Jon Jost, Independent Film-maker – Stagefright

Jon Jost, independent film-maker. The early films

9. Stagefright

‘Stagefright’ (1981) is very different from the other early Jost films. The reason for the difference is two-fold: firstly it was originally made (in shorter form) for German TV, and Jost has adapted his methods to suit the medium, and secondly the subject under examination, the theatre, is examined in close-up, rather than, as in the pervious two films, through its effect on society at large.

The film looks different because it is all shot in a studio with actors performing against a black background. The emphasis, therefore, in on expression through the human figure, which both suits the TV medium and reproduces the methods of the theatre. In fact, since we are made constantly aware that we are watching actors performing, and since the camera does not move, watching the film is almost as much like being at the theatre as like being at the cinema.

The film has no plot, and like ‘l, 2, 3, Four’ and other early shorts, the sub-text is in essay form. The argument has four stages: an introduction, an exposition, a climax, and a conclusion. The introduction is a short history of human communication, and, like everything else in Jost’s films, it can be read on more than one level. Firstly we are made aware that the subject being illustrated is communication as part of the evolution of mankind. Secondly we are aware that the story is being illustrated by actors, and that developments in communication have also taken place in the theatre. And thirdly we are aware that what we are watching is a film, another area in which developments in communication have taken place.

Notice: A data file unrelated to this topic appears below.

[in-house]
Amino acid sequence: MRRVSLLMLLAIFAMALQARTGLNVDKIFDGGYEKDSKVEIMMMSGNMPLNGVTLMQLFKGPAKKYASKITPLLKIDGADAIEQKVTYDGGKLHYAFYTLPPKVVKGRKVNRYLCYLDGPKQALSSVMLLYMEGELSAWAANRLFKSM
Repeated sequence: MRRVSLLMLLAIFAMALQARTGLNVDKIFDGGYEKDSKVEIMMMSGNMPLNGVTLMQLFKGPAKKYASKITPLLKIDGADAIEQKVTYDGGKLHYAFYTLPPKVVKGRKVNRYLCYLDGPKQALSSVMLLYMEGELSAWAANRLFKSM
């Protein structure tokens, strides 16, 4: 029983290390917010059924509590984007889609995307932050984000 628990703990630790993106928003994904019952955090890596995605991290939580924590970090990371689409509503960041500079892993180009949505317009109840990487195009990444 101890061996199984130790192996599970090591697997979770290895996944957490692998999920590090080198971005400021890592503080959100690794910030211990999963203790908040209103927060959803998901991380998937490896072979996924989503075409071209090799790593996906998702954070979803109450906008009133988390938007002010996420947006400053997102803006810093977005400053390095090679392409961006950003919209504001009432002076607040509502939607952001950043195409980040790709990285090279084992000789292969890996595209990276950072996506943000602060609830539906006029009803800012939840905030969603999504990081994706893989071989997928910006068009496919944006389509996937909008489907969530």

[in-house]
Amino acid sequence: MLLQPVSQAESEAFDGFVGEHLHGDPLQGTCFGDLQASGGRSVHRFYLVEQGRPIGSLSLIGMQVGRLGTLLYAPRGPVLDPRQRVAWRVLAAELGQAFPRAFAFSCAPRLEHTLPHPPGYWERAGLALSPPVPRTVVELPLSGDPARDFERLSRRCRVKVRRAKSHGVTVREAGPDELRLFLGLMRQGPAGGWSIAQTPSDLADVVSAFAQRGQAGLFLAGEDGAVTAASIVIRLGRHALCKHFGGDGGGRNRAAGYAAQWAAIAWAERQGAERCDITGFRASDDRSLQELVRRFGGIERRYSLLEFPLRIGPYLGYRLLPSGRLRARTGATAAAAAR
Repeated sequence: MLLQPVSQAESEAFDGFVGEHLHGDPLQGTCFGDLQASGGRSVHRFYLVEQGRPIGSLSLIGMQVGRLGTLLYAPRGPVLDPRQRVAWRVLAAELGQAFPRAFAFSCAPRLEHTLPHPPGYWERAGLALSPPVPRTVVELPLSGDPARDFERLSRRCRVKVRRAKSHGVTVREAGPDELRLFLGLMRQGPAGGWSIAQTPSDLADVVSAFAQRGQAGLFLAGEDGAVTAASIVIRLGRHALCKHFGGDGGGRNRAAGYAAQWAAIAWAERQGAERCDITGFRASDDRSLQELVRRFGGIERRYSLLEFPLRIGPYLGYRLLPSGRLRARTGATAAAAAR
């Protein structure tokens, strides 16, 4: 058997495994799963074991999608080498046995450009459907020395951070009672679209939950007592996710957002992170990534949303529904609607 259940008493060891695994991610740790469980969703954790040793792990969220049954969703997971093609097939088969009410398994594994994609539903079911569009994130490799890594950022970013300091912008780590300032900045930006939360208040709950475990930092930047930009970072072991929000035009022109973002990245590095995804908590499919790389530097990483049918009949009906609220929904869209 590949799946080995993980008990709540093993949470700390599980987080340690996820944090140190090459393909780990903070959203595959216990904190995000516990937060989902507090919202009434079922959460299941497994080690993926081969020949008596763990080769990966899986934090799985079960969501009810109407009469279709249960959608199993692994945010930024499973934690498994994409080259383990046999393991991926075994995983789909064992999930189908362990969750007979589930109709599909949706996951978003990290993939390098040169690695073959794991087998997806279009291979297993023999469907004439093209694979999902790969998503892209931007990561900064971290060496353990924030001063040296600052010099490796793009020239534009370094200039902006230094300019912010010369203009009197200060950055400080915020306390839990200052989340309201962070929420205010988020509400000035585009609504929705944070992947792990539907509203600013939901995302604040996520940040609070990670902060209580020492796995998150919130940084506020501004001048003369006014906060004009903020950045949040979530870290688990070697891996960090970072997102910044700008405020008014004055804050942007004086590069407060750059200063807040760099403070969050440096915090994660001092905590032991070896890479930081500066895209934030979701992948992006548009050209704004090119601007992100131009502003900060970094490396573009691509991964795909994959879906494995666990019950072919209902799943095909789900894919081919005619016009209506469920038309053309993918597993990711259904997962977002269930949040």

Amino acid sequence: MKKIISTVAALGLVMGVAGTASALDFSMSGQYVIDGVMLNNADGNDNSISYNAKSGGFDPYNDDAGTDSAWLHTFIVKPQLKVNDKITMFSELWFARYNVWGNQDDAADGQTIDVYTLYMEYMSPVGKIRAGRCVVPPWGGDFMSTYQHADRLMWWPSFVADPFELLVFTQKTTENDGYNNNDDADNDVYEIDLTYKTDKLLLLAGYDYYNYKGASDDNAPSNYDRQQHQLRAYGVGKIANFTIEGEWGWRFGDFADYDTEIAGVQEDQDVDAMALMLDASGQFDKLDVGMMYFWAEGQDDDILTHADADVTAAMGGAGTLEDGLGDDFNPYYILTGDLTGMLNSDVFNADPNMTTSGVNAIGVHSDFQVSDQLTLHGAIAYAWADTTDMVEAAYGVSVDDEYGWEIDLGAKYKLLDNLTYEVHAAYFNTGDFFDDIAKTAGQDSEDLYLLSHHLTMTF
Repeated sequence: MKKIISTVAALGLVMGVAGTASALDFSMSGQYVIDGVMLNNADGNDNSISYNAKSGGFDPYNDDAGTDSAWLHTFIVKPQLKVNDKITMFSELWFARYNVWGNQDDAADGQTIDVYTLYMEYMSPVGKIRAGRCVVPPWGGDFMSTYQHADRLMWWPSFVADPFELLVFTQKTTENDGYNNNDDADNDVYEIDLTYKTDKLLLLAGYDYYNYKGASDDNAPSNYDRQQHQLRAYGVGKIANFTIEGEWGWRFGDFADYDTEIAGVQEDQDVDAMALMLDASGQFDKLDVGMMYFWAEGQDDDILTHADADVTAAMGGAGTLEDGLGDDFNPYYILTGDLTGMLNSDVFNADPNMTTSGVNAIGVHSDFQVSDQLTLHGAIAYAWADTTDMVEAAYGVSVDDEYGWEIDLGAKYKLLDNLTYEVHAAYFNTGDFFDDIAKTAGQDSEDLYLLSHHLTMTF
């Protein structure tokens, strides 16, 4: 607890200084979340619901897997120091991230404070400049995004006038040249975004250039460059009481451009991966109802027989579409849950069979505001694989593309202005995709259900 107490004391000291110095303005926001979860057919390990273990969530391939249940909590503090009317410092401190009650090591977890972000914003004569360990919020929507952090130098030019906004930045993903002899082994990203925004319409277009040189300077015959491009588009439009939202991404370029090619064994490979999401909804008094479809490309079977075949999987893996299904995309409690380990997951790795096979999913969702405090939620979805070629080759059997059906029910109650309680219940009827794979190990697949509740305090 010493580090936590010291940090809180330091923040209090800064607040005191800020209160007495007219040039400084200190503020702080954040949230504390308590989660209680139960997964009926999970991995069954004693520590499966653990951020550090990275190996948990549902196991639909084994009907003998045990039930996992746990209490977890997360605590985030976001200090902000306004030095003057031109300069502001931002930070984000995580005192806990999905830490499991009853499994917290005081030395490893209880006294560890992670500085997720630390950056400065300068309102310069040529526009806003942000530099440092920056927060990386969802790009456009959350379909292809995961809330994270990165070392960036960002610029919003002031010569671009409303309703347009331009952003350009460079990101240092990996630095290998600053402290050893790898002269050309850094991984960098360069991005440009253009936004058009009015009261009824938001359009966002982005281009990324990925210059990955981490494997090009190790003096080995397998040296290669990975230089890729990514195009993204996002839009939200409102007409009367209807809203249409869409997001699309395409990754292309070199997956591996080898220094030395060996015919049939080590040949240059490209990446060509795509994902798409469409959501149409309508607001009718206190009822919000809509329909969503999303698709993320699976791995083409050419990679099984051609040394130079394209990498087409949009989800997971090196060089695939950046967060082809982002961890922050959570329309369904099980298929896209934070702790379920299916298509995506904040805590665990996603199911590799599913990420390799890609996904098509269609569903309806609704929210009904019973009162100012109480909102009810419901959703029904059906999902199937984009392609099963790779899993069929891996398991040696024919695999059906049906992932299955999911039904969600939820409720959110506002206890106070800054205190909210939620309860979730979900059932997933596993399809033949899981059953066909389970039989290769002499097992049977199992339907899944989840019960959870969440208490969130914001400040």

The film opens with a dance representing birth. It can be seen as the birth of mankind, and, in the way the dancer communicates through the use of her body, as the birth of human communication, and of theatre. The following sequences illustrate, visually and aurally, the refinement of this process towards communication through language. First we see the human face, which communicates states of mind through its expressions, then we close in on the mouth, and the extraordinary range of sounds it is capable of making. Then comes the addition of vocal sounds, and finally, as the image cuts back to reveal the full-length naked figure, we hear the first word of the film: ‘Human’.

The next sequence follows the development of language, first with a figure clad in a toga reading Latin from a book, illustrating the birth of Western civilisation, the written word, and costume, and then, as letters proliferate wildly on the screen, the arrival of printing. The latter scene is the first with no human figure in it, showing that language has now taken on a life of its own; and the power of this new medium of communication is shown in the next scene: we see a close-up of a text, and, as it is read aloud, drops of blood-red ink fall on the pages, eventually obscuring the words.

So far, other than “Human”, not a word of English has been spoken; we have been looking at forms of communication in relation to their source and raison d’être – the human being – without being distracted by meanings.